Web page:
The Buccaneers were 11th in run defense and 27th in pass-rushing last season, via Pro Football Focus. Their rush DVOA, according to Football Outsiders, was 12th while their pass DVOA was 10th.

The Bucs already have one of the best offenses in the NFL with Tom Brady returning and Pro Bowl-caliber wide receivers. With defensive coordinator Todd Bowles being promoted to head coach, he may want to improve that side of the ball.

Johnson may not fall to the 27th pick in the draft. But if he does, Tampa Bay shouldn’t hesitate to pick him up.

Jermaine Johnson II Stats

Before last season, Johnson played at Georgia but struggled to reach the starting lineup. Transferring to Florida State provided him a chance to shine.

Johnson was the ACC Defensive Player of the Year, the first to do so in one’s first season in the conference. He was also a first-team All-American and All-ACC selection, as well as a finalist for the Ted Hendricks Award, which goes to the country’s premier defensive end.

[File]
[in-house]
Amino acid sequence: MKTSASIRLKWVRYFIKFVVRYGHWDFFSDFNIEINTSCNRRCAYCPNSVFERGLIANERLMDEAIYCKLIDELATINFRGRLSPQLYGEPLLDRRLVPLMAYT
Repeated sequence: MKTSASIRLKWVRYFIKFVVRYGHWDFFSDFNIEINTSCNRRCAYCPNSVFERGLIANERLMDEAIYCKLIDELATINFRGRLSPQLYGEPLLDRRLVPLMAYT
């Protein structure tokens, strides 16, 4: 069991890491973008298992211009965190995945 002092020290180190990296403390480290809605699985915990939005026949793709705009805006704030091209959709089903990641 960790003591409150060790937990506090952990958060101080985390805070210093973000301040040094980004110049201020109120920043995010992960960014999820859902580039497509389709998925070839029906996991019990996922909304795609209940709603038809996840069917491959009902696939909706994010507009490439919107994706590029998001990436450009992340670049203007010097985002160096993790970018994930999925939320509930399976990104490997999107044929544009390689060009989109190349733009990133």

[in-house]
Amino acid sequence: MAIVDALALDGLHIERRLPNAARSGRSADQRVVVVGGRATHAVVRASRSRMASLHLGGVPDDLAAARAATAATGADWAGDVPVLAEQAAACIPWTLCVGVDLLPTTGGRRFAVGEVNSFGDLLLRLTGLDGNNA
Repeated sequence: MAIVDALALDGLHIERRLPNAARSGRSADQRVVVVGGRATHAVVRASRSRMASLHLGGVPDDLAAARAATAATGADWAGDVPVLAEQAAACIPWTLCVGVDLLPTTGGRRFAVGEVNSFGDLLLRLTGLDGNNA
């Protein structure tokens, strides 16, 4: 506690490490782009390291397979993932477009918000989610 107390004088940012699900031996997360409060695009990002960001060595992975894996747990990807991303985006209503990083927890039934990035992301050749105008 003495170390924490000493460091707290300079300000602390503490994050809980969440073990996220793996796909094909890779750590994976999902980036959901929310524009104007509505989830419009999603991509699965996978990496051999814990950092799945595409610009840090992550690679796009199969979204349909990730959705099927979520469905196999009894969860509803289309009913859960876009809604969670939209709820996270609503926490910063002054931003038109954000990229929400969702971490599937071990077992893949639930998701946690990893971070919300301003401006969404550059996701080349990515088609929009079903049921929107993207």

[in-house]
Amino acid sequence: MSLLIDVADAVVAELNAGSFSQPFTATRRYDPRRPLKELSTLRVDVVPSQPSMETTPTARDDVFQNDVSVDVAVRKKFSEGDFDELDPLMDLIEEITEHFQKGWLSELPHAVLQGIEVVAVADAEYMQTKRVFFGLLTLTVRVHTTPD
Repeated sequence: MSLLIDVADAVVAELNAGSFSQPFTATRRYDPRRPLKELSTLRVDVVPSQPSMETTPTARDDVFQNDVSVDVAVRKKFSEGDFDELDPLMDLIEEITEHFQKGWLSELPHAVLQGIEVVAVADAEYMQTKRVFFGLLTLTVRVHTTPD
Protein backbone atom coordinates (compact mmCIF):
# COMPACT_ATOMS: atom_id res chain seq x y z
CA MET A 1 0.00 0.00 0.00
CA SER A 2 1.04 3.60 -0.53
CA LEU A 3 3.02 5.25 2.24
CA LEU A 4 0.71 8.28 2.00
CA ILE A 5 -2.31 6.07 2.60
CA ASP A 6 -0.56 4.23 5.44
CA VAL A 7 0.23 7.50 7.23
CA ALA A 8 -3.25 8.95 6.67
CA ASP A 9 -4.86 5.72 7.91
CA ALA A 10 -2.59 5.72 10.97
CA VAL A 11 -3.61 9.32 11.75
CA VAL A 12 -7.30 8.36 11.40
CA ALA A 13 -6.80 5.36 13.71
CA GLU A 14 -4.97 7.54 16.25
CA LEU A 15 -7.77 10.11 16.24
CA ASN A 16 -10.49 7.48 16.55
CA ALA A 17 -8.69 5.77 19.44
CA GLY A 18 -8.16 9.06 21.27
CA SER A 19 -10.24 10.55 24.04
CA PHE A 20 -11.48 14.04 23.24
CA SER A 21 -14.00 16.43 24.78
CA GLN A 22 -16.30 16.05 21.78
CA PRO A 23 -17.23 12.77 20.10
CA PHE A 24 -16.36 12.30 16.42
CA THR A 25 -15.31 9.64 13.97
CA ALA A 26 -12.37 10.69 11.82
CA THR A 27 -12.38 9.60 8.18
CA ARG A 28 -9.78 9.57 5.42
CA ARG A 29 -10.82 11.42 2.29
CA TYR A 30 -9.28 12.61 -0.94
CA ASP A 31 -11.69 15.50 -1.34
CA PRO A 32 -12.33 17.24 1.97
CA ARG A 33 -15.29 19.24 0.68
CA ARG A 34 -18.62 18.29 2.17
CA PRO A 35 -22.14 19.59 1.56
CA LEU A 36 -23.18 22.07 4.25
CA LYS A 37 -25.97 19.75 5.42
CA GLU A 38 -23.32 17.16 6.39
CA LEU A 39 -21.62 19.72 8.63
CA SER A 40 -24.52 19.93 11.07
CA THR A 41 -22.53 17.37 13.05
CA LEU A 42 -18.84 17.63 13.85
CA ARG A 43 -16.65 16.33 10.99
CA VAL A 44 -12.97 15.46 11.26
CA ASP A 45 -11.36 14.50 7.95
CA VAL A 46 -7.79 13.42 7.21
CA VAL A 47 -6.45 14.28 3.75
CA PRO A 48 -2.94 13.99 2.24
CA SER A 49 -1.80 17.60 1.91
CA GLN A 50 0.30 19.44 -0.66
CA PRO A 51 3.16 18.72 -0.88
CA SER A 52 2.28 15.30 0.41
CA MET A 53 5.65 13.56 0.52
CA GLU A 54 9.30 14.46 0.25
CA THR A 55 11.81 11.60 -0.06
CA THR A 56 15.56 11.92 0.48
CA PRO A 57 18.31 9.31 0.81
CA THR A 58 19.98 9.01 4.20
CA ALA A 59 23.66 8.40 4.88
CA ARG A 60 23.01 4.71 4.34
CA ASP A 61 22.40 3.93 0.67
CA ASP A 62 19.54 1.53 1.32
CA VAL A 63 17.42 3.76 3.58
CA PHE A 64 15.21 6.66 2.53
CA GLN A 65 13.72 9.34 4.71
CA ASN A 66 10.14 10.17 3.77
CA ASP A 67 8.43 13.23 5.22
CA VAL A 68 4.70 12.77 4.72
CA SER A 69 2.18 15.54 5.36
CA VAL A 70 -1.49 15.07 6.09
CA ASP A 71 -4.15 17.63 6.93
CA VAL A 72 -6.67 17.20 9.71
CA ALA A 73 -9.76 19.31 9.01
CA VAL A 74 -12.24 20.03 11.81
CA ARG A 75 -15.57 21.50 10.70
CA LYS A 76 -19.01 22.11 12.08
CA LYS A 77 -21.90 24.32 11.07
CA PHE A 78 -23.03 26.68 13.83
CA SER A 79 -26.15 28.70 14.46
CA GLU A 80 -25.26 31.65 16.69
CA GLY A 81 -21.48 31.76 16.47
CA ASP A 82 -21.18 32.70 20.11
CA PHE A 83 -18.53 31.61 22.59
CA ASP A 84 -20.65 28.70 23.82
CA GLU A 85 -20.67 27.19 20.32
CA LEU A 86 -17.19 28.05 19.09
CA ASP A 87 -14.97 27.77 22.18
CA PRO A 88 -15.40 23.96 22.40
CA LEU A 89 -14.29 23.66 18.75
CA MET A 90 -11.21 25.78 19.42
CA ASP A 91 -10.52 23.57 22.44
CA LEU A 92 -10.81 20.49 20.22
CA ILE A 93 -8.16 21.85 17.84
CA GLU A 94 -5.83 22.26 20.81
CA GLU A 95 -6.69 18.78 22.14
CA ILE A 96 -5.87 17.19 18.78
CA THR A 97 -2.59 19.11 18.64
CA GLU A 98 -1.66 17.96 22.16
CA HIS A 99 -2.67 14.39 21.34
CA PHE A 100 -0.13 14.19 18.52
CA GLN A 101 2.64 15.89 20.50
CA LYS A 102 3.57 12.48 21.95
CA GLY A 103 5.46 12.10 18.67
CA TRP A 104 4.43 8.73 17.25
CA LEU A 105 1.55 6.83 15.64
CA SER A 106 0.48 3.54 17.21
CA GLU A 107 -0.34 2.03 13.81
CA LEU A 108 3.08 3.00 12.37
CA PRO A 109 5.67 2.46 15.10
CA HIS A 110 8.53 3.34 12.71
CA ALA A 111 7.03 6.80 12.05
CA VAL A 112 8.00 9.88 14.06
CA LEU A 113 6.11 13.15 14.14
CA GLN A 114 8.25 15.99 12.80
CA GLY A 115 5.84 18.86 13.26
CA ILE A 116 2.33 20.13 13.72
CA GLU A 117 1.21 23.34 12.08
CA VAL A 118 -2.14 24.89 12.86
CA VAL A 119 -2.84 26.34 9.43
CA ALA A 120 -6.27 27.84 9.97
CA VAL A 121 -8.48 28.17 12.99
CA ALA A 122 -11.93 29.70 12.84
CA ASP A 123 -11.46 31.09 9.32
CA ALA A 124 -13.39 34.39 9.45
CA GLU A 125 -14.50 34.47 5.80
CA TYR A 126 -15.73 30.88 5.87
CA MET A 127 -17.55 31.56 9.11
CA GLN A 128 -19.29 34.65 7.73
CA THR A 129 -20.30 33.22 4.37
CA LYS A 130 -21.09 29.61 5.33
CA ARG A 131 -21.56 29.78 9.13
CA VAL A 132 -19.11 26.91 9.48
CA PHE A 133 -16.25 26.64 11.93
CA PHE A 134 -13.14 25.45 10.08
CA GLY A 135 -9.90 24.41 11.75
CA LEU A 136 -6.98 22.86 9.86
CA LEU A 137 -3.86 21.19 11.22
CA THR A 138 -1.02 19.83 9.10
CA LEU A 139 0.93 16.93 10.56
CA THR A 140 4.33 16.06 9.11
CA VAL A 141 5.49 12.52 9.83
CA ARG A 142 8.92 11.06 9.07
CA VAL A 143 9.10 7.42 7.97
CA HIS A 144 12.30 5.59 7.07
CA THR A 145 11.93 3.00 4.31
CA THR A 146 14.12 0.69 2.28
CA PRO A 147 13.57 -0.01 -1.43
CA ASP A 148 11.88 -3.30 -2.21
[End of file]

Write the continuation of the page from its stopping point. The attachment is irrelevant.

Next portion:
In 12 starts, Johnson tallied 70 tackles, 18 for loss, with two forced fumbles and a fumble recovery which he returned for a touchdown. He was disruptive for opposing quarterbacks, totaling 12 sacks, 12 hurries and two pass breakups.

His sack total was first in the ACC and sixth in the country. His TFL number was first and eighth, respectively. He paced Power Five defensive linemen in tackles as well.

In 21 games at Georgia, Johnson tallied 36 tackles, eight for loss, to go with 24 QB pressures, 7.5 sacks, two pass breakups and a forced fumble.

Jermaine Johnson II Draft Profile

Johnson’s first step after the snap is powerful, and he blends his attack with speed well. This is the ferocious defender’s greatest asset when approaching offensive linemen.

At the NFL Combine, his broad jump of 10 feet, 5 inches, tied for fourth among defensive ends. He was also eighth with a 4.58-second 40-yard dash.

As proven against Notre Dame, he has more than enough speed to track down ball carriers. His discipline also makes him stand out on run defense.